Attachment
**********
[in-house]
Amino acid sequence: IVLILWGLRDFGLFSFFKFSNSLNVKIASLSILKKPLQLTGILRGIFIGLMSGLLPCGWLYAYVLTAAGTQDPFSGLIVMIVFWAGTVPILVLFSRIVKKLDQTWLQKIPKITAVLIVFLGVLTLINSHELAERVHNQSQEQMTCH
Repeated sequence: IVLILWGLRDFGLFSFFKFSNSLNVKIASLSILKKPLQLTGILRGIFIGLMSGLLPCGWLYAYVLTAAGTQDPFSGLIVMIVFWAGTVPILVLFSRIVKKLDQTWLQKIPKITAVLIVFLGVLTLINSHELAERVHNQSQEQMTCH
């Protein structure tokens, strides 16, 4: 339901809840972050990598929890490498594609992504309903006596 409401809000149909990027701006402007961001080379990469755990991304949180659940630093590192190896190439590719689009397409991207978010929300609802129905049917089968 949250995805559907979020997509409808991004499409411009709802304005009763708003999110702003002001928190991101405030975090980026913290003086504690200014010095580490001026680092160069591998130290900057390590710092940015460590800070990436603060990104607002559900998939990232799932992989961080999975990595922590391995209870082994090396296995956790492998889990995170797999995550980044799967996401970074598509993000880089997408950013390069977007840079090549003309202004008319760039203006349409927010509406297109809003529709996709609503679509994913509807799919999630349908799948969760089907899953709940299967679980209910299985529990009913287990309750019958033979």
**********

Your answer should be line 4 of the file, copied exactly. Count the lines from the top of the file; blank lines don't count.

């Protein structure tokens, strides 16, 4: 339901809840972050990598929890490498594609992504309903006596 409401809000149909990027701006402007961001080379990469755990991304949180659940630093590192190896190439590719689009397409991207978010929300609802129905049917089968 949250995805559907979020997509409808991004499409411009709802304005009763708003999110702003002001928190991101405030975090980026913290003086504690200014010095580490001026680092160069591998130290900057390590710092940015460590800070990436603060990104607002559900998939990232799932992989961080999975990595922590391995209870082994090396296995956790492998889990995170797999995550980044799967996401970074598509993000880089997408950013390069977007840079090549003309202004008319760039203006349409927010509406297109809003529709996709609503679509994913509807799919999630349908799948969760089907899953709940299967679980209910299985529990009913287990309750019958033979």